If you do, congratulations! You’re likely better at conflict resolution with your partner than couples who don’t refer to themselves as “we.” How do we know? Well, conversations can tell us a lot about how couples view themselves, both individually and as a couple. By analyzing conversations between couples, you can learn a lot about their interactions:
UC Berkeley researchers analyzed conversations between 154 middle-aged and older couples about points of disagreement in their marriages and found that those who used pronouns such as “we,” “our” and “us” behaved more positively toward one another and showed less physiological stress.
In contrast, couples who emphasized their “separateness” by using pronouns such as “I,” “me” and “you” were found to be less satisfied in their marriages. This was especially true for older couples.
Their use of separateness pronouns was most strongly linked to unhappy marriages, according to the study.
The findings of this research back up the conventional wisdom expectations we have about couplehood. Couples who feel “connected” are more in tune with their significant other, their needs and moods, and are therefore likely to be more satisfied not only in the relationship, but more generally in their lives. That’s because relationship satisfaction is directly intertwined with our happiness and well-being.
We would generally expect couples who don’t feel very connected to one another to refer to their partner as they would anyone else — a person who’s not a part of the relationship.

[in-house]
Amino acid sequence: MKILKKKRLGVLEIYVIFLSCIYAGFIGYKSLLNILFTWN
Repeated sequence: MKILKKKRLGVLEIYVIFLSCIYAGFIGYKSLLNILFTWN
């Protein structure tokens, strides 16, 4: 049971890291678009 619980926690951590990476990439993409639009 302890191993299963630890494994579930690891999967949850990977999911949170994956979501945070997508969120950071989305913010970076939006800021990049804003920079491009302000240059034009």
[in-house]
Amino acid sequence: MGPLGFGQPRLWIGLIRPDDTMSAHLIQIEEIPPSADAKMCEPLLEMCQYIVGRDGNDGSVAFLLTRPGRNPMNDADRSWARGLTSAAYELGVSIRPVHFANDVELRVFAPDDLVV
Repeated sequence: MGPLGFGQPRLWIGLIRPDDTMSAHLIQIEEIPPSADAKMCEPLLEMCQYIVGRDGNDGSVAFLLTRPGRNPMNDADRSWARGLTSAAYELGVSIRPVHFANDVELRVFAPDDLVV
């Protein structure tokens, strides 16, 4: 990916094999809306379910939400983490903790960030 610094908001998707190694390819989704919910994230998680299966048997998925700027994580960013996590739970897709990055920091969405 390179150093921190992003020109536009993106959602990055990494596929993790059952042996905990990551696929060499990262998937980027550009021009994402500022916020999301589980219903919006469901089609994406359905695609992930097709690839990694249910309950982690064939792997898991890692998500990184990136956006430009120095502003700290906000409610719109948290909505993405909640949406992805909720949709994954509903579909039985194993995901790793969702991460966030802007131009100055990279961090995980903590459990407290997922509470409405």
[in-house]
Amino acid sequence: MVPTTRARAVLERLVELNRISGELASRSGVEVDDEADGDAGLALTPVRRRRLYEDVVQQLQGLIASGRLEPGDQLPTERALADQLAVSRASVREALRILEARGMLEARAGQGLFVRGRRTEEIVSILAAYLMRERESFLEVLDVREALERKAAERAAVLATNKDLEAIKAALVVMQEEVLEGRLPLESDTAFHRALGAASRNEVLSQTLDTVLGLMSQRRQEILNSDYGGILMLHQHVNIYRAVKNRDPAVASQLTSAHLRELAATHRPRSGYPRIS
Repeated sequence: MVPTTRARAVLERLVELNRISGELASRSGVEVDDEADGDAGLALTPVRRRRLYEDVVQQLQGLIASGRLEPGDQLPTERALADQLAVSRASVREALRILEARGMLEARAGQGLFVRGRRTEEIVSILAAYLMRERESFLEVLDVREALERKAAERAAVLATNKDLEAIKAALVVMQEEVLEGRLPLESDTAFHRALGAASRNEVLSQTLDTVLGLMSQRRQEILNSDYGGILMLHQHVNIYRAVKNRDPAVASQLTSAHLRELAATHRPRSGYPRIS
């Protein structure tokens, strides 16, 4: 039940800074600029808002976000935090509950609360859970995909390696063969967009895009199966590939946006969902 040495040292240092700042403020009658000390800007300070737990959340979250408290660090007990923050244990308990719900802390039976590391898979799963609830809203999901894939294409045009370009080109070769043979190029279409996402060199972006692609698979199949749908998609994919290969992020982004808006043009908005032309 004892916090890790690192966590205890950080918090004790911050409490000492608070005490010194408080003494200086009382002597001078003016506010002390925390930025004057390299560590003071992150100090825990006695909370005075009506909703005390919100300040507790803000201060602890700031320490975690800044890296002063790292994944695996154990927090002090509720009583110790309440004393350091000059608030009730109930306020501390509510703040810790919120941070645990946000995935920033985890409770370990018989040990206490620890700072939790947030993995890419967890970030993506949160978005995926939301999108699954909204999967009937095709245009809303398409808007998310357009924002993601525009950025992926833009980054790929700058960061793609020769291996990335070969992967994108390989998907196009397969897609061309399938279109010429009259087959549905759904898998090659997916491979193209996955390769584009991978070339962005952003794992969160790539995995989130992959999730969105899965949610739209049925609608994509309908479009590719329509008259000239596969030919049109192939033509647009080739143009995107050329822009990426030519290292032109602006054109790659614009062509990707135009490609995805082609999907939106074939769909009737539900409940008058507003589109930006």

Of course, as always, there’s a line between feeling connected with your significant other, and co-dependency. Some might view the constant referral to “we” or “us” in a relationship as a sign of unhealthy co-dependency. But it’s all a matter of degree. Talking about each other and your shared expectations and dreams for your lives is very different than needing to be a part of that person’s every waking moment.
“Individuality is a deeply ingrained value in American society, but, at least in the realm of marriage, being part of a ‘we’ is well worth giving up a bit of ‘me,’” noted the researchers.
Indeed, it’s something to consider next time you find yourself in a conversation with your partner.
This is a great party trick next time you’re in a social gathering with a lot of couples. Make a mental notation when in a conversation with them to see where they fall on the “we”/”I” continuum. It may be that the more a couple uses pronouns like “I,” “you”, “her”, “him” and “me” are a sign of general discontent or unhappiness within the relationship.
Read the full news article: Couples with Shared Identity Better at Conflict Resolution